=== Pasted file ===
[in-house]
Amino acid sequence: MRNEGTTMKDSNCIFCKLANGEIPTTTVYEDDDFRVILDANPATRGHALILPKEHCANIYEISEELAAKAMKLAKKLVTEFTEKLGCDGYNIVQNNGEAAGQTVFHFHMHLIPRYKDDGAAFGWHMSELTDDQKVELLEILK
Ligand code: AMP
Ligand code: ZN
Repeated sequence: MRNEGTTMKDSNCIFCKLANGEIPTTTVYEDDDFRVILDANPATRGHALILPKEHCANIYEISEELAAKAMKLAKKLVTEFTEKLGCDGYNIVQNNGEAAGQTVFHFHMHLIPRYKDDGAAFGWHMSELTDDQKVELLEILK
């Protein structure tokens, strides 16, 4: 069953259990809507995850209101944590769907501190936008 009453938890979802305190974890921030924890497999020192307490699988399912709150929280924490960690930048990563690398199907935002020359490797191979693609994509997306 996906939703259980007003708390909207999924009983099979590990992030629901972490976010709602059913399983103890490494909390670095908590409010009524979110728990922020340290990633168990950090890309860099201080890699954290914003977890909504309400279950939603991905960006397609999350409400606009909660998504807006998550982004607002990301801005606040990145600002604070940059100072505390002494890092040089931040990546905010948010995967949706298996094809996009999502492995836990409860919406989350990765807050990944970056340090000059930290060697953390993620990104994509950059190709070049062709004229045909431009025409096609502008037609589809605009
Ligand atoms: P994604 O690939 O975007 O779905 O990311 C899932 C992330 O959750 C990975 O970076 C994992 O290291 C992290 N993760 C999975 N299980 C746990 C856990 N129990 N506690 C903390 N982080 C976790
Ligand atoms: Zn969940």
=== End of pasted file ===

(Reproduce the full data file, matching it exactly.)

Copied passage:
[in-house]
Amino acid sequence: MRNEGTTMKDSNCIFCKLANGEIPTTTVYEDDDFRVILDANPATRGHALILPKEHCANIYEISEELAAKAMKLAKKLVTEFTEKLGCDGYNIVQNNGEAAGQTVFHFHMHLIPRYKDDGAAFGWHMSELTDDQKVELLEILK
Ligand code: AMP
Ligand code: ZN
Repeated sequence: MRNEGTTMKDSNCIFCKLANGEIPTTTVYEDDDFRVILDANPATRGHALILPKEHCANIYEISEELAAKAMKLAKKLVTEFTEKLGCDGYNIVQNNGEAAGQTVFHFHMHLIPRYKDDGAAFGWHMSELTDDQKVELLEILK
């Protein structure tokens, strides 16, 4: 069953259990809507995850209101944590769907501190936008 009453938890979802305190974890921030924890497999020192307490699988399912709150929280924490960690930048990563690398199907935002020359490797191979693609994509997306 996906939703259980007003708390909207999924009983099979590990992030629901972490976010709602059913399983103890490494909390670095908590409010009524979110728990922020340290990633168990950090890309860099201080890699954290914003977890909504309400279950939603991905960006397609999350409400606009909660998504807006998550982004607002990301801005606040990145600002604070940059100072505390002494890092040089931040990546905010948010995967949706298996094809996009999502492995836990409860919406989350990765807050990944970056340090000059930290060697953390993620990104994509950059190709070049062709004229045909431009025409096609502008037609589809605009
Ligand atoms: P994604 O690939 O975007 O779905 O990311 C899932 C992330 O959750 C990975 O970076 C994992 O290291 C992290 N993760 C999975 N299980 C746990 C856990 N129990 N506690 C903390 N982080 C976790
Ligand atoms: Zn969940």